Ofsted puts two Portsmouth schools on special measures status

The  City of Portsmouth Girls' School
The City of Portsmouth Girls' School
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TWO schools in Portsmouth have plunged into special measures following an Ofsted inspection blitz.

It came as Portsmouth City Council was targeted as one of the worst-performing authorities in the country in terms of the number of children attending good or outstanding schools.

Six schools were inspected and a telephone survey was held with 12 schools in a focused week of inspections in the city.

And City of Portsmouth Girls’ School and Somers Park Primary School have both been deemed inadequate, and put into special measures.

Devonshire Infants and Fernhurst Juniors went from satisfactory to good, while Priory School in Southsea went up from inadequate to ‘requires improvement’.

Stamshaw Juniors still requires improvement.

Councillor Rob Wood, cabinet member for children and education, said: ‘It was unacceptable that these schools weren’t delivering the standard of education required for children and parents. It’s clear that they need to perform better.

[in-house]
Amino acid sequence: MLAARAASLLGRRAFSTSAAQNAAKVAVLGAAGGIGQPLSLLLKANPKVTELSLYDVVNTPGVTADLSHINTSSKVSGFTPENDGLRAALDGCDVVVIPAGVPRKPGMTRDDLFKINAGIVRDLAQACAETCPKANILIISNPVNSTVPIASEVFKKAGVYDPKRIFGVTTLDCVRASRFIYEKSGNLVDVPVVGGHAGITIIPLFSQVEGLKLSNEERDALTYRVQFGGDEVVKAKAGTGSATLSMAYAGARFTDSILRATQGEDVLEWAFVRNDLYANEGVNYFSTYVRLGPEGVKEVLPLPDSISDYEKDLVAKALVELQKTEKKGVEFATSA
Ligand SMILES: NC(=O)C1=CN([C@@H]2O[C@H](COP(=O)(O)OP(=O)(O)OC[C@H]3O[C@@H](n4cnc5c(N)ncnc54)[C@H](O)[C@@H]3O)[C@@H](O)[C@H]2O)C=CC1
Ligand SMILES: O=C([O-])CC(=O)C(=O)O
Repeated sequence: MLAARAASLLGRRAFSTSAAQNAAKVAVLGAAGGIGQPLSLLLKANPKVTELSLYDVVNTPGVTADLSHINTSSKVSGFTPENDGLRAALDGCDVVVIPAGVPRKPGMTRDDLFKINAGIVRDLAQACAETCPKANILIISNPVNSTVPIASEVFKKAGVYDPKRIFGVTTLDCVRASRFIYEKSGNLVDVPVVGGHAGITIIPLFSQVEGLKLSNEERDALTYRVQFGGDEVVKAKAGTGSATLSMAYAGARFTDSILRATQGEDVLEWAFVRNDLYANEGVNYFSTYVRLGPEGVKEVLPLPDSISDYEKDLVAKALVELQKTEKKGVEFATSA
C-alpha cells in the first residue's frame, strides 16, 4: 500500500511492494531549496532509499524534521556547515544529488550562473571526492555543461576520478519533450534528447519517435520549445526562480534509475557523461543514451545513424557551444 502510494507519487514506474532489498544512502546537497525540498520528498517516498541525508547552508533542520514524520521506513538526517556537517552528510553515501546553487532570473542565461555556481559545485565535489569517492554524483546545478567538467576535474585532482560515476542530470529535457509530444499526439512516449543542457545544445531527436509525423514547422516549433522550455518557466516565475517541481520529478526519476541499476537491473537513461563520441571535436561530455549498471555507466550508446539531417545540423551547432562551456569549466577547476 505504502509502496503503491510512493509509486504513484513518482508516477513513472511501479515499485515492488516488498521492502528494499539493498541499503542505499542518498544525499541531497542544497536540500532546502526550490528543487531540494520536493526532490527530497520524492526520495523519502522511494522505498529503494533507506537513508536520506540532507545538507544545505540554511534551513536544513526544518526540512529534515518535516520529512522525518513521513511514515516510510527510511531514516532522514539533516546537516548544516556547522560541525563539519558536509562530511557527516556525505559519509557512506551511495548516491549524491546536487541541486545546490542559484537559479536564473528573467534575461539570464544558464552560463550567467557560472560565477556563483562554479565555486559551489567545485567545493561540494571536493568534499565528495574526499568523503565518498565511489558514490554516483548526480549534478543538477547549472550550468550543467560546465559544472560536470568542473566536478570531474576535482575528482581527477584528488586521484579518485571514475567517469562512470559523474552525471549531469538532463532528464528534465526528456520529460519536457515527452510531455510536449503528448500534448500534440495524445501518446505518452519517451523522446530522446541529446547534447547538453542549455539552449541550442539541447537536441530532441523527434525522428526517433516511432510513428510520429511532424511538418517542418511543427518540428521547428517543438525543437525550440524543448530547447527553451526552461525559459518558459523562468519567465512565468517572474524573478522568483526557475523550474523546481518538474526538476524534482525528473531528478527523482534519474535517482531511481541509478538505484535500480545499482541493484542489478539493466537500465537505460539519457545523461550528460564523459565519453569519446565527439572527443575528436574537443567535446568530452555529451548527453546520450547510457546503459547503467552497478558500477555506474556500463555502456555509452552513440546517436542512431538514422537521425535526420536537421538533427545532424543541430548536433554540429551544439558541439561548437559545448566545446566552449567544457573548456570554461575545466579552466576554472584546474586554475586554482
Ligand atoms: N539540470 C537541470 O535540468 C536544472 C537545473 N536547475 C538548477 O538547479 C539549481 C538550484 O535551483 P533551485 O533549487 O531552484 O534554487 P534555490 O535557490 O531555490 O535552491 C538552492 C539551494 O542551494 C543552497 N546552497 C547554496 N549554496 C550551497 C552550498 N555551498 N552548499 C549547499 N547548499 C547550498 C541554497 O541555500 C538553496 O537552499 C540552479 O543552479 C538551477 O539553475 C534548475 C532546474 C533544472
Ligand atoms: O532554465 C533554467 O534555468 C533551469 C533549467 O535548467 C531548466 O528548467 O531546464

‘Both schools are pushing towards becoming academies.

‘As an authority we will continue to support them to make sure that they do improve.

‘Of course I’m disappointed that they came back in special measures but it wasn’t unexpected. The authority has been monitoring these particular schools.

‘It’s confirmed that we have identified them and know we can do something about it to move them forward.’

The City of Portsmouth Girls’ school has recently appointed Denise Shepherd as headteacher.

She said: ‘While we are all disappointed by the Ofsted, it’s about moving forward. It’s about the future of these children and those who are a part of City Girls.’

Jan Fleming, headteacher at Somers Park Primary added: ‘It was a tough outcome but I’m very proud of our children and staff.

‘We have known for a while now that we wanted to do even more than we were and we are going to be joining the Ark academy. I’m really positive about it and so are our parents and children.’

Now, 68 per cent of pupils attend a school assessed good or outstanding by Ofsted, compared with 49 per cent at the time of Ofsted’s annual report.

Cllr Wood added: ‘An increasing number of our schools are improving and this is also acknowledged by Ofsted. Well done to the staff, pupils and governors at Devonshire Infant, Fernhurst Junior and Priory Secondary schools who were assessed as improving.’